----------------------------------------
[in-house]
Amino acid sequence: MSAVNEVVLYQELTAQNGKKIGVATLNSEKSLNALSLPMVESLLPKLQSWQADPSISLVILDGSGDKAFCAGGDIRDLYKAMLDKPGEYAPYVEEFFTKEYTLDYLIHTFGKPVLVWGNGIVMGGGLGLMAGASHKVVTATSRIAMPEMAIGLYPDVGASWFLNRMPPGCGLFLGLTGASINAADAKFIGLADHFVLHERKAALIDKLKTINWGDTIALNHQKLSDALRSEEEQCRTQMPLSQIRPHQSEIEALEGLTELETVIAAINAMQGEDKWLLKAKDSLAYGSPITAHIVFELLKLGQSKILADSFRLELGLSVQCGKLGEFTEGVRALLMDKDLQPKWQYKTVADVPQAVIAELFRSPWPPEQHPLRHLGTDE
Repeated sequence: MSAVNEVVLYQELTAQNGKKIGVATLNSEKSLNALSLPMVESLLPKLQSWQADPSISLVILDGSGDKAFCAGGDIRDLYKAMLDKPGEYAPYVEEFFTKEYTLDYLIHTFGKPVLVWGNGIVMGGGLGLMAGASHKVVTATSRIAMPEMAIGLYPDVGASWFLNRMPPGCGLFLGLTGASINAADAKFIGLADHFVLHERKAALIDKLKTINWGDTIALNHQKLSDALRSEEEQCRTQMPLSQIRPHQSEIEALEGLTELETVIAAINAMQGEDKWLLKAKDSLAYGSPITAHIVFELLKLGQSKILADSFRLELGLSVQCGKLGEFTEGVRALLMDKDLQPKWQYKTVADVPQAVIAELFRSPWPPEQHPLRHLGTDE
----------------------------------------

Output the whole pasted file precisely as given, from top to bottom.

[in-house]
Amino acid sequence: MSAVNEVVLYQELTAQNGKKIGVATLNSEKSLNALSLPMVESLLPKLQSWQADPSISLVILDGSGDKAFCAGGDIRDLYKAMLDKPGEYAPYVEEFFTKEYTLDYLIHTFGKPVLVWGNGIVMGGGLGLMAGASHKVVTATSRIAMPEMAIGLYPDVGASWFLNRMPPGCGLFLGLTGASINAADAKFIGLADHFVLHERKAALIDKLKTINWGDTIALNHQKLSDALRSEEEQCRTQMPLSQIRPHQSEIEALEGLTELETVIAAINAMQGEDKWLLKAKDSLAYGSPITAHIVFELLKLGQSKILADSFRLELGLSVQCGKLGEFTEGVRALLMDKDLQPKWQYKTVADVPQAVIAELFRSPWPPEQHPLRHLGTDE
Repeated sequence: MSAVNEVVLYQELTAQNGKKIGVATLNSEKSLNALSLPMVESLLPKLQSWQADPSISLVILDGSGDKAFCAGGDIRDLYKAMLDKPGEYAPYVEEFFTKEYTLDYLIHTFGKPVLVWGNGIVMGGGLGLMAGASHKVVTATSRIAMPEMAIGLYPDVGASWFLNRMPPGCGLFLGLTGASINAADAKFIGLADHFVLHERKAALIDKLKTINWGDTIALNHQKLSDALRSEEEQCRTQMPLSQIRPHQSEIEALEGLTELETVIAAINAMQGEDKWLLKAKDSLAYGSPITAHIVFELLKLGQSKILADSFRLELGLSVQCGKLGEFTEGVRALLMDKDLQPKWQYKTVADVPQAVIAELFRSPWPPEQHPLRHLGTDE